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How ‘sleepy’ Kakamega town got its groove back

By Simon Oyeng’ | March 2nd 2021

Masinde Muliro University has played a major role in making Kakamega town what it is today. [Benjamin Sakwa, Standard]

For decades, Kakamega struggled to take its place among other leading towns in the country. 

Even the historic crying stone and the famous Illesi pottery did little to give the vast and populated town a name.

The region’s economy couldn’t just take off despite the many opportunities that many other towns didn’t have.  Not even Western College (WECO) that attracted many students from all over the country could spur its economic growth.

Pot-holed roads, poor housing and insecurity summarised the tale of Kakamega town then. However, the dwindling fortunes of the town started to change when WECO got a facelift.

From a constituent university, the institution transformed into a fully-fledged university in 2007 after it was granted a charter under the name of Masinde Muliro University of Science and Technology (MMUST). This was like the missing link to Kakamega’s growth potential.

The face of Kakamega town changed sporadically from then with the mushrooming of rental houses outside the university campuses.

Investors started to throng Kakamega, ridding the town of its sleeping giant tag. According to the county’s Trade Executive Alfred Matianyi, Kakamega owes its current economic status to MMUST.

“This is a conversation that cannot end today. As a county, we need the university more than it needs us. We owe everything we have now to the university. Learners came and the town suddenly acquired a new face,” said Matianyi.

He said during last year’s lockdown brought about by the coronavirus pandemic, the vital role the institution plays to the county was exposed, especially during the period institutions of learning were shut down.

“During that time, the town was desolate. Most businesses were shut down but the situation has changed since the college reopened,” he added.

Matianyi’s sentiments were echoed by the Health executive Collins Matemba, who says MMUST holds a vital cog in ensuring efficient service delivery in hospitals.

“We have an MoU with them that has seen us benefit a lot. They have been sending students to our health facilities and this has contributed immensely to improving services, especially when the striking nurses were away. Their lecturers have been at the front line in fighting Covid-19 through training and distribution of materials,” said Matemba.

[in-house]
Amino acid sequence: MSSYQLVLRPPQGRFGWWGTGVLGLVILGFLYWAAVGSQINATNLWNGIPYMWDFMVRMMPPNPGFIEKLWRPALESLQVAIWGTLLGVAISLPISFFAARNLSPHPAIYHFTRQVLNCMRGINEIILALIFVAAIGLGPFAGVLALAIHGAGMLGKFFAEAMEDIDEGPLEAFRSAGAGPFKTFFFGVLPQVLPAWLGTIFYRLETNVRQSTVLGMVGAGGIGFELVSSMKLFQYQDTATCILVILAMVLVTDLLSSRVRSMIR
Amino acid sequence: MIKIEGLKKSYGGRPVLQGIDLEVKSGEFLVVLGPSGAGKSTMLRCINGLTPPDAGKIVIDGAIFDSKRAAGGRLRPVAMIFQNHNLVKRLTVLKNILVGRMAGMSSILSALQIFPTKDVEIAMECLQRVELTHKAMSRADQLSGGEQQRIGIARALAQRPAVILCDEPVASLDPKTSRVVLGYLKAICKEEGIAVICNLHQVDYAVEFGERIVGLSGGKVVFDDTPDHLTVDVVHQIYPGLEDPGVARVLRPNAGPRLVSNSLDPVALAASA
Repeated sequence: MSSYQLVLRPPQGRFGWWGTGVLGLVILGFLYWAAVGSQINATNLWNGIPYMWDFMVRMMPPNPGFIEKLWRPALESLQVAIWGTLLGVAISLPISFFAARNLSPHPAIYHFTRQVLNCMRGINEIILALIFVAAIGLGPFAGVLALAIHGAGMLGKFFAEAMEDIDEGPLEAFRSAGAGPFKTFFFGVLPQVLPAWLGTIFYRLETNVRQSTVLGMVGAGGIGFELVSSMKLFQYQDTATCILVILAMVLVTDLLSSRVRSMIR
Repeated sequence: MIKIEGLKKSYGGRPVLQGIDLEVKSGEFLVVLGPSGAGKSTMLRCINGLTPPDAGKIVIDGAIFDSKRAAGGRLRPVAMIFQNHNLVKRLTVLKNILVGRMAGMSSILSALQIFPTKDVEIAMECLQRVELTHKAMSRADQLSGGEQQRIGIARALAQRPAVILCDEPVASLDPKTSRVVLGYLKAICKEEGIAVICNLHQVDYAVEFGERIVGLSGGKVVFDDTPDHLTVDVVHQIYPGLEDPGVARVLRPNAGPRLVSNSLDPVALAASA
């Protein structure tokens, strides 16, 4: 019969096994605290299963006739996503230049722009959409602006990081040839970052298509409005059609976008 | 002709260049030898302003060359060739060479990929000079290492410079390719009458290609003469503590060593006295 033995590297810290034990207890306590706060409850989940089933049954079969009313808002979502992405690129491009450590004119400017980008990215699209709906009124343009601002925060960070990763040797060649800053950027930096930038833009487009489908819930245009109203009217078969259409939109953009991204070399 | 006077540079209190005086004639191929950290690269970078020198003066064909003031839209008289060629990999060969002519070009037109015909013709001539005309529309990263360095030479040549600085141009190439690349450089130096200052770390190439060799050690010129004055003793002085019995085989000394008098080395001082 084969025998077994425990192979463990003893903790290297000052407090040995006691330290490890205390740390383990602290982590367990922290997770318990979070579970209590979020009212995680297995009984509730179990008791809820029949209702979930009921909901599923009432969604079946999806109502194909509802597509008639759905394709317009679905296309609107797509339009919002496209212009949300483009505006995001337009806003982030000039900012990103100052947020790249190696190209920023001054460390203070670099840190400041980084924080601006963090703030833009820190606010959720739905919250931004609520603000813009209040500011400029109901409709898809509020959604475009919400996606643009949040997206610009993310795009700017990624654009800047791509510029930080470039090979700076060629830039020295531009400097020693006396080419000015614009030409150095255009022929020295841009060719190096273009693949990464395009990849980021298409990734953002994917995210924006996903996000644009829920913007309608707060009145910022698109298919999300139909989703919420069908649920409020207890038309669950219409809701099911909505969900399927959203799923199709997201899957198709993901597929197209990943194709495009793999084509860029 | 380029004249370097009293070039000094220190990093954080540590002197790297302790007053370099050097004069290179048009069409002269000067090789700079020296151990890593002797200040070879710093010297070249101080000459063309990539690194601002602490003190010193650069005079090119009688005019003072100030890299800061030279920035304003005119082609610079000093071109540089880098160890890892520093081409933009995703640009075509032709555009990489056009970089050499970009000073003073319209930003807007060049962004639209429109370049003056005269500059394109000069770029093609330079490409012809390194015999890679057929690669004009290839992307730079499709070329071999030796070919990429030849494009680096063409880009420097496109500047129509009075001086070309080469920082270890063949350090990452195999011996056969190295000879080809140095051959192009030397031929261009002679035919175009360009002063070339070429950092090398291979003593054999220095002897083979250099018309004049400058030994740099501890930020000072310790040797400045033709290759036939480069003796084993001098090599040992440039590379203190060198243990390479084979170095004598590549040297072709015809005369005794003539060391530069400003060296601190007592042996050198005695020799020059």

Francis Elevuna, a hotelier who operates his facility a few metres from the university, said for months, he was out of business when the students were away.

“After the presidential decree on the closure of institutions, things changed. I began making losses. I tried to hold on, but later I closed. There was no better relief than when the government gave the green light on the resumption of face to face learning. In fact, since the learners came, business is thriving,” said Elevuna.

A few metres from his restaurant, another food joint, Alpha, also temporarily shut doors but is currently boasting of more than 1,000 customers daily.

The crying stone at Ilesi in Kakamega. [ Benjamin Sakwa, Standard]

When the institution is closed, hostel owners turn to other income-generating ventures like farming.

According to Thomas Akatsa, a hostel owner in Sichirai, Covid-19 pushed most of them to misery. “It’s very difficult for our hostels to attract other clients so whenever the students are away, we are usually out of business,” said Akatsa. He earns Sh300,000 per month from the hostels.

While the coronavirus has killed many businesses, it has been a blessing in disguise for hostel owners outside the campus.

Tough conditions by the Ministry of Education requiring students not to share rooms have forced most of them to stay outside the university compound. For instance, in MMUST, the institution currently accommodates 1,000 learners in their hostels forcing more than 16,000 of them to seek accommodation elsewhere.

This has acted in favour of hostel owners who have inflated rental fees to keep up with the demand.

John Wanyama, a hostel owner in Kakamega that houses more than 100 students, said he enforced the regulations by reviewing the rental fees upwards.

“This is a business like any other. Since there are protocols meant to safeguard learners, we adhere to them but at the same time we must make profits as we also have bills to pay,” said Wanyama.

The institution has also been instrumental in creating employment opportunities for locals. According to Prof Thomas Sakwa, there are more than 5,000 people benefiting from direct employment.

“Every year we try to recruit more people whenever opportunities arise. Since last week, we have been conducting interviews in various departments. We believe that institutions have a greater role to play in ending unemployment,” said Sakwa.

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